The unhappy results of our latest election, driven in large part by the greed of corporocracy, set me to thinking about war against the forces of lucre. Sadly, I would make a poor bomb-thrower, but there was once a fellow who was a great one: the late Edward Abbey, author (Desert Solitaire) and wild-eyed eco-radical (The Monkey Wrench Gang). This morning I dug out a 20-year-old review of one of his books written for the Chicago Sun-Times. (It is reprinted without permission. Come get me, corporate legal punks. Bring it on.)
By Henry Kisor
Chicago Sun-Times, January 27, 1990
As with movies, sequels to celebrated novels rarely measure up to the originals. Their newness has long since worn off: we've already encountered the premise and met the characters. Anything further the author may have to say about them is likely to be anticlimactic.
The late Edward Abbey's Hayduke Lives! (Little, Brown, $18.95) is no exception to that rule, but it's jolly great fun nonetheless. It's a sequel to The Monkey Wrench Gang of 1975, Abbey's wonderfully subversive comic tale about a ragtag bunch of environmental guerrillas. Their mission: Chainsawing down roadside billboards and sugaring the gas tanks of earthmoving machinery, all the while plotting the destruction of Glen Canyon Dam in Arizona.
Others likened it to Mein Kampf, but they missed the point: Abbey was indulging in hyperbolic satire in the service of a noble cause. He wasn't necessarily advocating criminal destruction of property - just kicking a few shins in order to focus environmentalist anger on a clear and immediate target.
If you harbor the slightest heartbeat of sympathy for monkeywrenching, you'll enjoy Hayduke Lives!, the further adventures of George Washington Hayduke, ex-Green Beret, ex-Viet Cong medic, lover, brawler, saboteur, all-around troublemaker and spiritual head of the Monkey Wrench Gang. Last seen clinging to a cliff at the end of the first novel as a posse and a helicopter closed in, Hayduke returns from the apparent dead in the new novel, ready for more.
For a new monster in the service of evil against the Earth has appeared: G O L I A T H the G.E.M. of Arizona, 22 stories tall, 120 feet wide, 13,500 tons of giant earthmover from Bucyrus-Erie, the world's largest mobile land machine. With it, Syn-Fuels Limited, a conglomerate of politicians, Mormon moneymen and Bureau of Land Management mountebanks, will carve an uranium strip mine half a mile wide and 400 feet deep out of the gloriously beautiful mile-high tablelands of Lost Eden Canyon near the Utah-Arizona border.
For Hayduke's cause, almost too much time has passed. The rest of the Gang is spiritually moribund, comfortable in its post-protest existence. Doc Sarvis, onetime heart surgeon, is now a contented pediatrician. Bonnie Abbzug, Brooklyn feminist and Hayduke's ex-lover, has become Doc's wife, with one child and one on the way. And Seldom Seen Smith, jack Mormon and triple polygamist, is a dude wrangler and merry womanizer.
Can Hayduke light their fires again? Will they plunge anew into his gallant battle against mechanized greed? Upon that question the novel hangs.
On the way to its resolution the author delivers himself of several splendidly Abbeyian set pieces, Cactus Ed at his finest. In one, much of his scorn is heaped upon his own followers, notably those belonging to Earth First! (a trademarked name). To Abbey, Earth First!ers and other organized environmentalists would rather publicize and speechify than risk their lives and reputations for their cause. ("There was a time when men loved ideas; now they get by with slogans.")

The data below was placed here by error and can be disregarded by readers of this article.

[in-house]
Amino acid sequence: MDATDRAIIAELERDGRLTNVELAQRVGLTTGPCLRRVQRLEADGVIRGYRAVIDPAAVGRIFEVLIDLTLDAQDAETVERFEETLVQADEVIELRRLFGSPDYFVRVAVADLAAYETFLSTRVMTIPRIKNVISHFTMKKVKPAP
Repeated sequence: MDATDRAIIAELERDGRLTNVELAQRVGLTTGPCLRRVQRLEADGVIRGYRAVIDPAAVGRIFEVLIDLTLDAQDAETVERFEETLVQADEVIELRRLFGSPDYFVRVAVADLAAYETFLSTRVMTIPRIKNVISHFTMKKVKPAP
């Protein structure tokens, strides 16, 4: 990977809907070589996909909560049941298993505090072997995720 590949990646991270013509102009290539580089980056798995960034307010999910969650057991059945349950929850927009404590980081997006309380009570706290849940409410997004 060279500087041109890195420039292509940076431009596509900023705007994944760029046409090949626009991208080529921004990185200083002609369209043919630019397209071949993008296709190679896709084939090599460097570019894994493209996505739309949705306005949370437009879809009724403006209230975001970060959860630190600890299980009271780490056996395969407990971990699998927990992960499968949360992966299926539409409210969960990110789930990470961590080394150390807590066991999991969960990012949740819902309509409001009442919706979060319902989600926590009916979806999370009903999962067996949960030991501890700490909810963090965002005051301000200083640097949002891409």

There's a splendid clash, like rutting elk, between two mighty 'dozers (Hayduke astride a Cat D-7), a hilarious disruption of a Syn-Fuels board meeting by a crazed charlady (Hayduke in drag), and a gigantic trashing of a Syn-Fuels computer room (Hayduke with nerd specs and clipboard).
There are bawdy scenes and funny scenes (Bonnie and Hayduke suddenly bare-naked together in a mountain waterhole, against her wishes but not his, and with interesting consequences). There is a mighty climactic battle between the Monkey Wrench Gang and G O L I A T H, with Hayduke in the driver's seat.
As in any Abbey work, there are achingly beautiful stretches of praise for the divine, unspoiled wilderness, prose offered upon a wild altar ad majorem Terra gloriam. And the novel ends on a note of hope, as if Abbey believed there is still time to save the wilderness. Nature can bounce back if we only give it a chance.
But much of Abbey's less attractive side is also here. He was always an excessive writer, flailing a large and knobby cudgel at a host of irrelevant bystanders. He never liked feminism, for instance, believing it led to androgynous horrors. In this new novel he sticks it to an old straw woman of his, yuppie working mothers "with their children abandoned all day five days a week in pink and blue Day-Glo Tee-Vee Jailhouse Kiddie Kare storage centers." That wasn't convincing then and it isn't convincing now.
Nor are his fulminations against the Church of Jesus Christ of Latter-Day Saints. In the main, Mormons are not a pack of inbred, moronic right-wing eco-brutalists, even if (as Abbey complains unnecessarily) they drink rivers of caffeine-laden Pepsi-Cola, coffee being forbidden to them.
Ultimately, too, this novel feels unfinished, unpolished, its loose threads a little too abruptly gathered into a lumpy knot. Presumably Abbey had not completed it before his death at the early age of 62. Whether it would have been a better novel had he lived is impossible to say.
But enough - more than enough - of Abbey's cantankerous old genius remains in this merry eco-caper to show us what we lost when he was laid to rest last March at a secret and unspoiled spot in his beloved Sonoran Desert.